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Time Was Everything To Early Railroaders

By Charles Cooper

Hello everyone, I hope you’re having a good week.

My condolences to the Gurner family in their loss. I didn’t know Doug, but I’ve known Jack, Sr. for over 60 years and Jack, Jr. since I started this column. I have really appreciated the pictures from his files that have been included lately.

The late Bruce Gurner and my uncle, Charlie Badley, were good friends for many years and Bruce contributed several things when I began this column. Also my Dad and B.G. Gurner were fellow railroaders and good friends.

Jack, Sr. has done such a great job with the museum in preserving our railroad heritage. Since we’re the last generation with a direct connection to the Illinois Central Railroad, that connection is so important. Future generations will have to rely on the museum or the written word to realize what a vital part the railroad was in Water Valley’s history.    

Following the War Between The States until about 1925, Water Valley was the town to come to for a good job. The population in the early part of the 20th Century was almost ten thousand with about one thousand employed in the shops, plus the administrative, road men and section crews.

The Mississippi Division offices were on the second floor of the old depot and the Railway Express was on the south end. A.D. Caulfield, Barron’s grandfather, was Division Superintendent for many years and had a Packard automobile modified to run on the rails for his use. As a small child I remember seeing that car running down the tracks.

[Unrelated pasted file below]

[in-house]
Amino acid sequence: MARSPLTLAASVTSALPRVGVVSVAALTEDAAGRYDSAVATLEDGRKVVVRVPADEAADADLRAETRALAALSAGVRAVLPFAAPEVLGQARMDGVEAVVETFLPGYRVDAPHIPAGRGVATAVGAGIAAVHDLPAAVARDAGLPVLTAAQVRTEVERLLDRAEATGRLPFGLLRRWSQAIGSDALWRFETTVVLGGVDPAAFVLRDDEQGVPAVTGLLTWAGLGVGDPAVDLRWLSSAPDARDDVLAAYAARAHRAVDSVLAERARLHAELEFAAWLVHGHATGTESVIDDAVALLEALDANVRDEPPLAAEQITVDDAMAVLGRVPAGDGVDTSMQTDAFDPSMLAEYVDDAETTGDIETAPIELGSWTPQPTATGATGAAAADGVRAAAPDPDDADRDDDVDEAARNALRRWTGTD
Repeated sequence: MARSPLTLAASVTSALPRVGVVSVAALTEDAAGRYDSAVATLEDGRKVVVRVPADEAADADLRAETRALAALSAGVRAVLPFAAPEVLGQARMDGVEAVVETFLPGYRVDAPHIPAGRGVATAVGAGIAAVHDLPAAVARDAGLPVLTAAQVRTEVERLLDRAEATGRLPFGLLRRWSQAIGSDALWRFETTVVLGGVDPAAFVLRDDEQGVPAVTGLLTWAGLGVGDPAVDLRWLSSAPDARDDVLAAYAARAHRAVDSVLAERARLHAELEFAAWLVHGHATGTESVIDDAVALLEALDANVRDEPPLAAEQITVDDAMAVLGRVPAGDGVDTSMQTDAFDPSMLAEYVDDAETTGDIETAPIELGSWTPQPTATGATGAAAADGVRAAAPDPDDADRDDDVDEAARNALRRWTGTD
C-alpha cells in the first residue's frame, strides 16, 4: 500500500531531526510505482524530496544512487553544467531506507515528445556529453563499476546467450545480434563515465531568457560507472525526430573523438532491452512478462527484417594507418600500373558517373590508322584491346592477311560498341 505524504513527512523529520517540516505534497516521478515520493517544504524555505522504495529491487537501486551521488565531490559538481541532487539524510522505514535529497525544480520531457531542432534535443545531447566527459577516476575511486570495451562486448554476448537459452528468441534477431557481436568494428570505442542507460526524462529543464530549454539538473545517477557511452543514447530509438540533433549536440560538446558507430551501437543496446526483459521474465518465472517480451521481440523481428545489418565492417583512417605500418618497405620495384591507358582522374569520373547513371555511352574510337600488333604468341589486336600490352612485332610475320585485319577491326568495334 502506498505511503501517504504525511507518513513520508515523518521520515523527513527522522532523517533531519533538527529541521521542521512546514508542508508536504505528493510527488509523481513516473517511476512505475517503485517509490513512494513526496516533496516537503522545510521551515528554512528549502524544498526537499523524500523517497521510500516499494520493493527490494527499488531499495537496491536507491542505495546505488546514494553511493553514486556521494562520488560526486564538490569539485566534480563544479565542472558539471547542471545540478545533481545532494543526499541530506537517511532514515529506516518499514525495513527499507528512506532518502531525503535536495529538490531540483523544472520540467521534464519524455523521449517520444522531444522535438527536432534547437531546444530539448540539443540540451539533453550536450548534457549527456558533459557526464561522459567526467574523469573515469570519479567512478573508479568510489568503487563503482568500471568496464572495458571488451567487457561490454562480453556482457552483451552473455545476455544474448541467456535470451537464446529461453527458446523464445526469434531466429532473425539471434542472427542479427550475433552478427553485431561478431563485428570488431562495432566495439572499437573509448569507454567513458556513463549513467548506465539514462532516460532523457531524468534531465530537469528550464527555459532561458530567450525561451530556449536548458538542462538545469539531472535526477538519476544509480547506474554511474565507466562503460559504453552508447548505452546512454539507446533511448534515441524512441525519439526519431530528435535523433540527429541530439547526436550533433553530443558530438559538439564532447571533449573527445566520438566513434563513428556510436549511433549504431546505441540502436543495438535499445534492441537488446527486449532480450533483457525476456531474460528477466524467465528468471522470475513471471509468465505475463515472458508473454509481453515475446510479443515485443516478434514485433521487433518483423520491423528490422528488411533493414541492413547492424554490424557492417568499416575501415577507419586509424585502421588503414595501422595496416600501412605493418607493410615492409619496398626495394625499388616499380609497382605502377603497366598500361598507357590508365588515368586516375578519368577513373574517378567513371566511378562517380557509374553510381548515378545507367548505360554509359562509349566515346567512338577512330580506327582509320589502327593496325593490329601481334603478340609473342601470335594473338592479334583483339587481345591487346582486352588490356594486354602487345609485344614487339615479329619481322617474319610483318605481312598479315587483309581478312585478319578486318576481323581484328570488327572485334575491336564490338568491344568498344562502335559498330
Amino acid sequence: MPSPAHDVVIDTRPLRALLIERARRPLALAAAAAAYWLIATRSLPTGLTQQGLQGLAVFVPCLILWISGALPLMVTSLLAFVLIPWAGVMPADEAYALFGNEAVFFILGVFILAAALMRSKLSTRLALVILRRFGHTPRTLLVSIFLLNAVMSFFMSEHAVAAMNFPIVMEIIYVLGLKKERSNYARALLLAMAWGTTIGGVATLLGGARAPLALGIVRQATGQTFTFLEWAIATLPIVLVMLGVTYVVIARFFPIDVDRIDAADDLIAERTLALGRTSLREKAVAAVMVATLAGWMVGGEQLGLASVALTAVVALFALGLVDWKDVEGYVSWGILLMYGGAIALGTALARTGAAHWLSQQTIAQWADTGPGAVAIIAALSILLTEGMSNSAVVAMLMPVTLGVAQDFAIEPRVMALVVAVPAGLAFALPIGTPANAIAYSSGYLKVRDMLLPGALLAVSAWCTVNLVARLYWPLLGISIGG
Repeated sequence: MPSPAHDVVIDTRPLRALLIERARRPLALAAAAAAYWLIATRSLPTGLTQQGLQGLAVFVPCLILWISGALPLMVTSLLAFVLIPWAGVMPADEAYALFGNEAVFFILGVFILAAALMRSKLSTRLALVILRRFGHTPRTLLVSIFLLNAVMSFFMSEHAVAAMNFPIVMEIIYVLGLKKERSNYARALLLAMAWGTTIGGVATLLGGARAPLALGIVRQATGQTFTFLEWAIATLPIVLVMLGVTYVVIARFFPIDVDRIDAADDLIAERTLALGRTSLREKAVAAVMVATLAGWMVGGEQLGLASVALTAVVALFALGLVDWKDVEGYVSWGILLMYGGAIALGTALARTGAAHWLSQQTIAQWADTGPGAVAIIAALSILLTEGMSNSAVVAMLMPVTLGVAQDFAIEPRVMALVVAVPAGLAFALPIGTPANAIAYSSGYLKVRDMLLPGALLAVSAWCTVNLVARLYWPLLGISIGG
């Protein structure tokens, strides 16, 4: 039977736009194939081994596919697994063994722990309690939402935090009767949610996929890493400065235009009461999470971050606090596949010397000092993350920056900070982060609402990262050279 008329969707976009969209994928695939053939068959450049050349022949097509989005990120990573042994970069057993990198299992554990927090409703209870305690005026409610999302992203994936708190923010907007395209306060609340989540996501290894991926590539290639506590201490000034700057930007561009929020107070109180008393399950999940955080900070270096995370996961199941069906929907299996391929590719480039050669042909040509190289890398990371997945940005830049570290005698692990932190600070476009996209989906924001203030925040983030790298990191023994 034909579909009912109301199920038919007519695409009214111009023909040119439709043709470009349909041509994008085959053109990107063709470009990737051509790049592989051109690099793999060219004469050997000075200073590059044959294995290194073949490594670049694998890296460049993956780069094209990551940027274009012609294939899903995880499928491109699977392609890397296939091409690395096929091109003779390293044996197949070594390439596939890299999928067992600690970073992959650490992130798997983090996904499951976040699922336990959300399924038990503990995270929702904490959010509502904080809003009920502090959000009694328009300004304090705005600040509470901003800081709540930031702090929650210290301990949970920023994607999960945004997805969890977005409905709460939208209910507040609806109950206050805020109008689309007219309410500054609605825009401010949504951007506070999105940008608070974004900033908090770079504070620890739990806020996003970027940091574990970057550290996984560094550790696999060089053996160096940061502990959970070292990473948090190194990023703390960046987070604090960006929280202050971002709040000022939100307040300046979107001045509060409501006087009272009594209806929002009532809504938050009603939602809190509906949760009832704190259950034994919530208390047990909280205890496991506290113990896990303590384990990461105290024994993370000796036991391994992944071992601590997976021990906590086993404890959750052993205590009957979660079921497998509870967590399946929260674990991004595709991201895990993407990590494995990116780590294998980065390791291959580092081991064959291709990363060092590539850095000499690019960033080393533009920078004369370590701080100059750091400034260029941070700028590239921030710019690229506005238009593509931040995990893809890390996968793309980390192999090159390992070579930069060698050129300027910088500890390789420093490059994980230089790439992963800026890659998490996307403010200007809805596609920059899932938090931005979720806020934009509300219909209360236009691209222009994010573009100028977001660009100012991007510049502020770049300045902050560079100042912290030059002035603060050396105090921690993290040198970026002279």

Since the road through here was a single track line, the schedules were so important and the watch played a vital role in this. The watch was a part of the railroad man’s equipment and shame on the man who didn’t have it on his person with an up-to-date comparison if the Trainmaster asked to see it.

Only authorized watchmakers could work on those watches. For many years only pocket watches were authorized and the overalls the men wore had a watch pocket in the bib. It was only in the last 50 years that wrist watches were finally allowed. Most of the watches were Ball, Illinois or Hamilton and the first wrist watches had a face exactly like the old pocket watches.

The engineer and fireman hung out each side of the engine as a steam locomotive was, in reality, a boiler on wheels and that was the only way they could see ahead. In those days, cows and horses and even hogs might be running loose and get on the tracks.

The Panama Limited hit a cow near Sardis, threw it into the switch and derailed into the woods killing the engineer and fireman. The biggest fear they had in a wreck was escaping steam and many would jump rather than risk it.

The old steam engine had no speedometer, so the engineer would time it with his watch using the mile posts to calculate his speed. Old habits die hard and I’ve seen firemen and engineers hanging out the side of diesel engines even though it had a windshield complete with windshield wipers. It was a dirty, dangerous job, but it held an allure like no other to the men who worked it.

I’m only sorry that the constraints of space don’t allow me to go into more details but as usual I tend to return to previous columns from time to time, so be patient. Your input is always welcome and used whenever possible so let me hear from you. My email address is or write me at P.O. Box 613189, Memphis, TN 38101 or call me at 870-636-2503 and have a great week.

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